Diagnosis and Treatment of the Disease

Gout is a chronic condition associated with a disturbance in uric acid metabolism. Gout affects 1-2% of the population and represents a type of inflammatory joint process.

Symptoms and Signs:

  • Joint pain. Unpleasant sensations most commonly appear in the big toe, although gout can affect any other joints. Pain attacks last for several hours and are followed by periods of relief;
  • Discomfort related to joint swelling. This symptom can last for several days or weeks;
  • Redness of the skin around the joint. The affected joint feels warm to the touch;
  • Impaired mobility of the affected limb;
  • Migrating pain, where different joints can bother the patient throughout the day;
  • Deformation of joints and bones;
  • Appearance of subcutaneous nodules (tophi) in various areas of the body.

As the disease progresses, signs of kidney disorders may occur, including painful urination, lower back pain, and the presence of blood in the urine.

Possible causes of gout:

  • Genetic disorders. Certain genes inherited from parents are responsible for uric acid metabolism in the body. Genetic mutations can lead to elevated levels of this substance in the body;
  • Kidney diseases affecting organ function. This is often chronic inflammation, infection, or congenital functional disorders;
  • Various blood disorders that manifest as lipid imbalances and anemia;
  • Chronic autoimmune skin disease (psoriasis);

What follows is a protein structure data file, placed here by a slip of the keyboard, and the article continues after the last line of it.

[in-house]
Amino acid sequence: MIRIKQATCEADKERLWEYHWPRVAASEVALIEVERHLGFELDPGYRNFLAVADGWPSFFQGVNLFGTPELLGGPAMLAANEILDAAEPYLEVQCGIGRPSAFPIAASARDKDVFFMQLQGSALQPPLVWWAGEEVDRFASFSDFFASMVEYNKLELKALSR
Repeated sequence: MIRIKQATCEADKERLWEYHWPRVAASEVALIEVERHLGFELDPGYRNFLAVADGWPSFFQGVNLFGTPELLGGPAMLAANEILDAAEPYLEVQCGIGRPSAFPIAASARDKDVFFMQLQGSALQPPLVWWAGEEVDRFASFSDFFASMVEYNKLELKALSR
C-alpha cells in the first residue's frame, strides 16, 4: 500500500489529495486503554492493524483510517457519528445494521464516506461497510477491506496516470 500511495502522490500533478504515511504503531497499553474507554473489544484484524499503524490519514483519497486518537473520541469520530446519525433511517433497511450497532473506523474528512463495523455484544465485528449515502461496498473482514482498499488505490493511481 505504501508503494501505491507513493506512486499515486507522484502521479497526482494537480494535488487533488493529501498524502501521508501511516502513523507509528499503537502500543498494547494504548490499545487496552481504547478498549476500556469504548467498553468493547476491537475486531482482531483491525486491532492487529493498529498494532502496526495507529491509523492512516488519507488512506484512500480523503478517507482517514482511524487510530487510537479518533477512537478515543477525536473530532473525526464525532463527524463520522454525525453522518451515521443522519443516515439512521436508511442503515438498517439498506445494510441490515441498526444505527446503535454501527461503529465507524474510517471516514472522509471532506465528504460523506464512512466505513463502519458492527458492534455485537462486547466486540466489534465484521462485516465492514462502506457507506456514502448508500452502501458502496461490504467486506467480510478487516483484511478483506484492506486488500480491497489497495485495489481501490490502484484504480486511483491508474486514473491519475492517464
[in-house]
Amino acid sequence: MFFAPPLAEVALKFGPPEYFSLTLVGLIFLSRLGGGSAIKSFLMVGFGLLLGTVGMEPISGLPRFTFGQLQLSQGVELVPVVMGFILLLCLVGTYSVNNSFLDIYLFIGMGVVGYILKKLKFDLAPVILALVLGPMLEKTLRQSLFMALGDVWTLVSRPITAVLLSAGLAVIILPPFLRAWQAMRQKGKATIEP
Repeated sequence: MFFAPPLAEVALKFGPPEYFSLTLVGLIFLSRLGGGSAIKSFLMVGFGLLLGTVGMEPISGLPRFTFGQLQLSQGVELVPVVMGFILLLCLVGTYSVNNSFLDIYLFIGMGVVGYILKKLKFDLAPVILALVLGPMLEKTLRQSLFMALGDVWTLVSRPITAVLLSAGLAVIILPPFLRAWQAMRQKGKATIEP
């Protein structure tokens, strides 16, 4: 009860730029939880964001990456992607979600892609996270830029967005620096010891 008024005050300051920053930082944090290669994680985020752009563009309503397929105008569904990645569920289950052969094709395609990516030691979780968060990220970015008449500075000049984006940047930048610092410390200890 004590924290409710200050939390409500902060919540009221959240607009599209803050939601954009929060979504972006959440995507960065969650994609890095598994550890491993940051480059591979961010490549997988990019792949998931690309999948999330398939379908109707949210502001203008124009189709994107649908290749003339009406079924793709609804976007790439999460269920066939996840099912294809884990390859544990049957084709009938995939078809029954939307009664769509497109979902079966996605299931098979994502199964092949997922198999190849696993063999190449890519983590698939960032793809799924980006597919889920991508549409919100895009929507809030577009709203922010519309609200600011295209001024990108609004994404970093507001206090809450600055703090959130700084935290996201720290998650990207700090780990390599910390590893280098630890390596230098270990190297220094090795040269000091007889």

• Uncontrolled intake of aspirin, diuretics, vitamin B3 supplements, ACE inhibitors, and other medications.

The exact causes of gout are unknown to doctors, but studying risk factors allows for disease prevention.

The diagnosis of gout is based on symptoms, including acute joint pain, redness, and swelling of the skin in the joint area. If necessary, a consultation with a nephrologist or urologist is appointed to assess kidney function. A final diagnosis is established after undergoing instrumental and laboratory studies. ⠀

The treatment of gout aims to alleviate pain and inflammation, as well as to manage the level of uric acid. Medications and diet can help control symptoms and prevent attacks.⠀

Proper nutrition is of great importance: limiting the consumption of meat, alcohol, and purine-rich foods can help reduce the risk of gout attacks.⠀

Physical activity and maintaining a normal body weight also contribute to improvement in the condition.⠀

Remember that for an accurate diagnosis and treatment, it is necessary to consult a rheumatologist. Take care of yourself and monitor your health!